Archive for March 26, 2008

Dot Matrices

Posted in art, culture, DIY, tech with tags , on March 26, 2008 by Philonous

Remember those old screetchy printers and the paper with the holes in the edges? Well they seem to be making something of a comeback, albeit in various guises.

A couple of years ago I stumbled upon a great project involving dot matrix printers used as synthesisers. Moving the head at different speeds produces different frequencies, so the idea is to computer control a printer to play electronic sounding music. Here’s a video with a push-button controller

Thank goodness someone finally harnessed the onerous noise-making capacity of dot matrix printers for good.

Dot matrix printers have also found their way into the world of protest and art in various new forms. In 2004 at the time of the Republican National Convention in New York, a student came up with a mobile dot matrix street writer mounted on a bicycle. The idea was to have people from all over the world write thought proviking slogans on the website and have them instantly written on the pavement somewhere in New York. This “Bike against Bush” was kitted out with a laptop, phone and some sort of GPS device as well as the custom chalk sprayers that made up the printer.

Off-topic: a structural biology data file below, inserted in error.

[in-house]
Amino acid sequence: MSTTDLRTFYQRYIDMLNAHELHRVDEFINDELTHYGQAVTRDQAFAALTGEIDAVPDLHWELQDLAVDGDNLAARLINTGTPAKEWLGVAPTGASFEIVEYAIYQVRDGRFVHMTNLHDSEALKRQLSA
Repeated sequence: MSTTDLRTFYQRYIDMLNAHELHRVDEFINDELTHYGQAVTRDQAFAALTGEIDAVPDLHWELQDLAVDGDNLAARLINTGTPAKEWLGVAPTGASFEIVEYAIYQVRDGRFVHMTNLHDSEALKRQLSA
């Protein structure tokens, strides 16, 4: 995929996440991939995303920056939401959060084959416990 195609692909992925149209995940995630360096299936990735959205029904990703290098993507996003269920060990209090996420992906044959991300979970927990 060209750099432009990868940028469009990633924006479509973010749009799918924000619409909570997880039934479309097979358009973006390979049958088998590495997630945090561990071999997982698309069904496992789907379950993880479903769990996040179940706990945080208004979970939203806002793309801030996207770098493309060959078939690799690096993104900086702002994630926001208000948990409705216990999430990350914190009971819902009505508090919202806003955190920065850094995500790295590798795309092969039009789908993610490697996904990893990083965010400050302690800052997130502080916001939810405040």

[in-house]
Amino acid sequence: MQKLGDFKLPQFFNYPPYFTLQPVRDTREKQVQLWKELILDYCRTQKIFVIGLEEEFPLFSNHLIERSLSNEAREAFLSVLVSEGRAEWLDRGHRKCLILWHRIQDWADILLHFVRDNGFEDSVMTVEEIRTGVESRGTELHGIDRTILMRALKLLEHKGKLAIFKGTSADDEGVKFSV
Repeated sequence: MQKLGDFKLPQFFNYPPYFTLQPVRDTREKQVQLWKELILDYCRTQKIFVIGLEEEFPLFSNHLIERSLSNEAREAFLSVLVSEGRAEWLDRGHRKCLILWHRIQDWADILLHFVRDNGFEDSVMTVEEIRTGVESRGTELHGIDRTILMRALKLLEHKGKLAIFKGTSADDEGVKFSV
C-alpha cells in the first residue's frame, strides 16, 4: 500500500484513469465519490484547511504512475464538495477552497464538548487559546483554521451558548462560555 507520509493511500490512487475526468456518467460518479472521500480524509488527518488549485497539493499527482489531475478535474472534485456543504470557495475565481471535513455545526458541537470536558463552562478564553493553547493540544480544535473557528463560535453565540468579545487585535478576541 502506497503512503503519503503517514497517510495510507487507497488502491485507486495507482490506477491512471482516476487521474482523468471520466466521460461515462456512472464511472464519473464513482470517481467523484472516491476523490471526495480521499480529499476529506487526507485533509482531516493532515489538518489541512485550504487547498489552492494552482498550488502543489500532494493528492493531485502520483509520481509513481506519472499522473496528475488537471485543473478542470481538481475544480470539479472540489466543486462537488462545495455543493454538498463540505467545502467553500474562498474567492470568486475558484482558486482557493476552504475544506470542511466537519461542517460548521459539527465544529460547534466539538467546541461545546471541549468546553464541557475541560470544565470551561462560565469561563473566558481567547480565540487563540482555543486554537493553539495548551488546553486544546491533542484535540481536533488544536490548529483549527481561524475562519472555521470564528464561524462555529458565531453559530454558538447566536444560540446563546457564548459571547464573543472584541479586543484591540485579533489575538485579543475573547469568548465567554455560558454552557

I remember seeing this at the time and decided to check up on the project to see what had happened since. I found the following video about the triumph of American free speech. It turned out that the Feds (or NYPD or someone…well let’s just say the man) had been tracking any signs of dissident activity from militant anarchists to church groups and anti-war protesters for a long time before with the intention of apprehending them before they had a chance to protest. Ah, it’s the world’s favourite democracy in all its characteristic glory.

The latest incarnation of dot matrix printers I’ve seen recently is Bit.fall by German artist Julius Popp. It’s a dot matrix printer for rain! The principle is the same as Bikes against Bush with a whole load of water jets with electronically controlled taps connected to a computer. Perhaps the artist could explain it better himself:

I suppose it’s all part of some sort of 80s revival…

Here are some links: